August 30th

It is two years to the day since I spent a beautiful, sunny morning on the porch of a farm house on the Greek Island Lipsi. I had a hearty breakfast, sipped my coffee slowly and spent hours breathing deeply, looking out over the vineyards, fig trees and white church roofs, towards the looming hill in the distance: a place legendary for being the home of Calypso and the castle where she kept Odysseus hostage for 7 years.

I was incredibly peaceful, hopeful.

It had been nearly two months since I started my solo backpacking trip across Europe, and I had done a lot of work to weed out and process a lot of things which had been bogging my mind down for some time. I had truly hit my stride. I was centered, focused and happy in so many ways. I had confidence in myself as a woman and my dreams as achievable. For the first time, I felt I could truly articulate  what I wanted in my life, and as such, I had a newfound clarity in what I needed in a life partner. I meditated on this. Let the things I knew and understood soak into my core. Believed so deeply that I would find who I was meant to find when the time was right. And for the first time in my life, I had overwhelming patience, reverence for the journey, and certainty that he would show up eventually. No sooner than I needed him to.

This trip was most certainly not about love, I had decided long before.

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Lipsi Island, Greece, in the Eastern Aegean is a quiet, agricultural community where one will find a plethora of vacationing Italians during the month of August.

It was my day off from working out on the farm, so I proceeded to pack up my towel and Kindle, and walked across the island to Platis Galios beach, and happened to sit down next to the love of my life.

Two years to the day later, I’m sitting in the living room of our new home, listening to the voices of Italians rushing just outside the window. I am continually surprised by which things catch me off guard when it comes to the move,  and the proximity of our windows to the street is one of those things. I mean, I’ve lived in BIG cities before, it’s not like I need exorbitant amounts of privacy. But people’s faces just below the window sill, with no grass to speak up separating us from the sidewalk are still a little jarring. Not to mention every time I go to look out the window, I meet the eyes of about 12 old Italian ladies who are looking out their own windows in the surrounding apartments, which makes me quickly retreat. I am not ready, somehow, to stand among their numbers. Partly because let me tell you – eye contact really happens in Italy, in a way that is pretty jarring to me and my Midwestern lookawayquickly habits.

I’ve been here a week. I’ve walked around Legnano, I’ve walked around Milan. I’ve done some nesting, but am anxious to actually hang the art and maps on the walls. I’ve adapted to the time zone. I’ve established that I can, in fact, find the ingredients to cook some of my favorite dishes here. I’ve swam in Alpine lakes with the boyfriend’s friends at a birthday party. I’ve “settled in”, as people keep inquiring, pretty quickly and adequately. It’s kind of a specialty of mine after so many moves.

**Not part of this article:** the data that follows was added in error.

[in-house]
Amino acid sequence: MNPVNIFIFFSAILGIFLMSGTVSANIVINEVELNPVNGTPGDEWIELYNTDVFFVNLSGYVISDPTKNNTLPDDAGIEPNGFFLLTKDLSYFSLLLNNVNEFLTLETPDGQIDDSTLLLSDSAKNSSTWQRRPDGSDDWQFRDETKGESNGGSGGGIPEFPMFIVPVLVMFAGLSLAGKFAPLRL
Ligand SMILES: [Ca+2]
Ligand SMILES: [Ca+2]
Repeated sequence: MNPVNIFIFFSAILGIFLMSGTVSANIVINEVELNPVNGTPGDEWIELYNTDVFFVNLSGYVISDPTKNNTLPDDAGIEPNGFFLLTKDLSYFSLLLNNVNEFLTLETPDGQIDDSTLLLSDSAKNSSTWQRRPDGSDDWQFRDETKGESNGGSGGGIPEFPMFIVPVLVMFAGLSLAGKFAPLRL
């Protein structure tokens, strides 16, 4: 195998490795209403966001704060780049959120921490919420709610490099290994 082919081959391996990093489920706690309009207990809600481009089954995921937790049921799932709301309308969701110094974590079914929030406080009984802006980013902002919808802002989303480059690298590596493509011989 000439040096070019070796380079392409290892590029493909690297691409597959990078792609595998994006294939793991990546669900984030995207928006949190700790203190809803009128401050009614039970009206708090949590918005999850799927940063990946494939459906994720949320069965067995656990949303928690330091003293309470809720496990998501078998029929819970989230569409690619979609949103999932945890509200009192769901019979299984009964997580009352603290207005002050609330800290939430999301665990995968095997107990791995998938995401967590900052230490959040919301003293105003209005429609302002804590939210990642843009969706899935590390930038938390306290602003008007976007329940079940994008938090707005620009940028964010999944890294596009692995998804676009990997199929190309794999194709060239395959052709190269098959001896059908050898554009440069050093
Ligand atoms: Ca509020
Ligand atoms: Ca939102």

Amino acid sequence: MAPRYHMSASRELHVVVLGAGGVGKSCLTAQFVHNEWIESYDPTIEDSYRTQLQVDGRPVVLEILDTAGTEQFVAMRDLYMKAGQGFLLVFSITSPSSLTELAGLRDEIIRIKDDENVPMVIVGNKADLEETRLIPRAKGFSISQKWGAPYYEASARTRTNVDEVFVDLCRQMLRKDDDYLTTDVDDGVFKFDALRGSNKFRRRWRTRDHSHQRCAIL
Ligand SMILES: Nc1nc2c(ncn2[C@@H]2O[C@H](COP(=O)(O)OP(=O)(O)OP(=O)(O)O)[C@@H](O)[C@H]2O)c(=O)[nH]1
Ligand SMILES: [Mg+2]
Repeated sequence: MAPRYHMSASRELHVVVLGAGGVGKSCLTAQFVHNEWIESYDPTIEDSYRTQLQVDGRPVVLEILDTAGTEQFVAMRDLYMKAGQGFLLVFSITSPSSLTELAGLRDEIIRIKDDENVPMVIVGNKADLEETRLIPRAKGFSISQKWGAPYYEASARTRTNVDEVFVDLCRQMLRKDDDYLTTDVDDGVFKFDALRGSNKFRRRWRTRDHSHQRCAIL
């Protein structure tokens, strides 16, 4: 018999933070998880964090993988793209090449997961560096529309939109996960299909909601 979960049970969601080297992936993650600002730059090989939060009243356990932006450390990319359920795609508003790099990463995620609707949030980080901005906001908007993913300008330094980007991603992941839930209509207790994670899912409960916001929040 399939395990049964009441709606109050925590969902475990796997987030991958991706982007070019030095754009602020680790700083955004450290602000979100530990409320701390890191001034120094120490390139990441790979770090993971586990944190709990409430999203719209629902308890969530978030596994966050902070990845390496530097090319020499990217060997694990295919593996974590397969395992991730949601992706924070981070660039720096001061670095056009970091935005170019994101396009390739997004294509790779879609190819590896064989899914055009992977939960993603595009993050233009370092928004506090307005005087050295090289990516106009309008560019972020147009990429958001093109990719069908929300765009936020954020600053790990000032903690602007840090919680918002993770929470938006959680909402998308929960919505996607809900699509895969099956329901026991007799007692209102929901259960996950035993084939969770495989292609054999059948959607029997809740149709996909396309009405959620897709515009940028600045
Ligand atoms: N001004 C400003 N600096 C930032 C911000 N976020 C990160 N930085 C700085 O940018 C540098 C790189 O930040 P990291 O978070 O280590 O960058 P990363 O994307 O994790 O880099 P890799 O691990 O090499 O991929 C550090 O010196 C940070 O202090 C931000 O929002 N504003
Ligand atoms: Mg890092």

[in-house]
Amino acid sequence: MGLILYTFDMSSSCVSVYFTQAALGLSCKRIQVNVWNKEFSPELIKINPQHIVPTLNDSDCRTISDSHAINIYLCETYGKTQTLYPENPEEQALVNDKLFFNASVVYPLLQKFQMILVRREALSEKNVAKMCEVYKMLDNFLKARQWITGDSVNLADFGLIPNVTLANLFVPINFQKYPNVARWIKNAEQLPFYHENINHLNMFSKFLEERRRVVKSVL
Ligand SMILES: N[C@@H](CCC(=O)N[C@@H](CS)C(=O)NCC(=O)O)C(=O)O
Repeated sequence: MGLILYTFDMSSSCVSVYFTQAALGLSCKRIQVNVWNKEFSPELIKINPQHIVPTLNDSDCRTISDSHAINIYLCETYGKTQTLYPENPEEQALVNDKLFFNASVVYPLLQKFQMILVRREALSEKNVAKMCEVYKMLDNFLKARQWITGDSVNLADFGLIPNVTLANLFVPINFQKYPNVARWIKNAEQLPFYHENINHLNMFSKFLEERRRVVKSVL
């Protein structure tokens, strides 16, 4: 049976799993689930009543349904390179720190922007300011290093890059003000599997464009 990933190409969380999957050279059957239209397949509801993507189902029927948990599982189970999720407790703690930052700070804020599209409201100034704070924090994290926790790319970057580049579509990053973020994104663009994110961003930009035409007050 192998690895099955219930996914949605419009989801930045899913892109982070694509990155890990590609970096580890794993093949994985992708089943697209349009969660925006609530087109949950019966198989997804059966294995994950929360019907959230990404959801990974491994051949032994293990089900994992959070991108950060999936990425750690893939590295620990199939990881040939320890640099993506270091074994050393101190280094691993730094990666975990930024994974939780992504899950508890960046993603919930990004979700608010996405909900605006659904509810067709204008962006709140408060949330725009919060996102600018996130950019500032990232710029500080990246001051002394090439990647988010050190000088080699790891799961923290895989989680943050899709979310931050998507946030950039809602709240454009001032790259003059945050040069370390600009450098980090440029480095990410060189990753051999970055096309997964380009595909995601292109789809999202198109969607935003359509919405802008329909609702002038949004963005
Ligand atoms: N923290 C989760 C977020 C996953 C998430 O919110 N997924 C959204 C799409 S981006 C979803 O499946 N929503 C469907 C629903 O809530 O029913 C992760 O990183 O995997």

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                                                  Streets of Legnano, the newest home.

Physically being somewhere, and mentally feeling at home, are obviously two different things, though. And I ache for routine. In fact, I’ve ached for routine for the last year and a half. Waitressing at two different restaurants for seven months certainly filled my savings account, but all of the last minute “Hey, do you think you can open tomorrow,” texts, and having to choose between making up to $800 in a crazy, double shift studded weekend or spending time with friends took it’s toll on me. Plus, I’m almost scared to admit it, but 27 doesn’t feel as young as I thought it would at 17, and those profound Monday morning aches in the soles of my feet after three 12-14 hours days? Brutal.

I have found myself needing to gently remind myself that no matter what, I’ve only been here a week. And next week I start Italian classes, which will give me at least some of that routine. I know logically that no matter what, no matter where one moves, it’s always a little awkward and strange to get barrings and find meaning. The waking hours of a day can feel unreasonably long in the right circumstances, and having no actual purpose, persay, but my own goals and images of life here over the next 5 months, exacerbates this.

Perhaps what’s hardest is that I’ve been holding out for this moment for SO long. A year only seems long when you stand at the front end, I kept telling myself. It is a long time to build towards something, though. And when you’ve held out that long for some version of a Big Thing, the Thing actually arriving and not being immediately transcendent can be a let down, no matter how many times you remind yourself in the lead up that these things take time. I know this. I’ve moved before. Not to mention this move is bigger and badder than any in the past.

And it is utterly worth it. The awkwardness, the spaces I’m growing into, the challenge of language learning is nothing compared to the ease with which the central part of this move, my relationship and our shared life, wraps me up and brings me certainty in the meaning of this. It is OK – even necessary – to face challenges, even in the most beautiful story. These things do not discount the truth of the incredible journey we are on and the heart of this move or the “rightness” of my path.

At some moments, it doesn’t seem like much has happened in the last two years, or like the real journey is only just beginning. Then the other part of me, the woman who sat centered and focused in Greece and called forth exactly what she wanted most, steps up and reminds me of all we’ve created, all the work I’ve done and the fact that this journey has chosen me – both of these truths at once. It is both the most incredible and the most natural place in the world to be in today, this Italian apartment.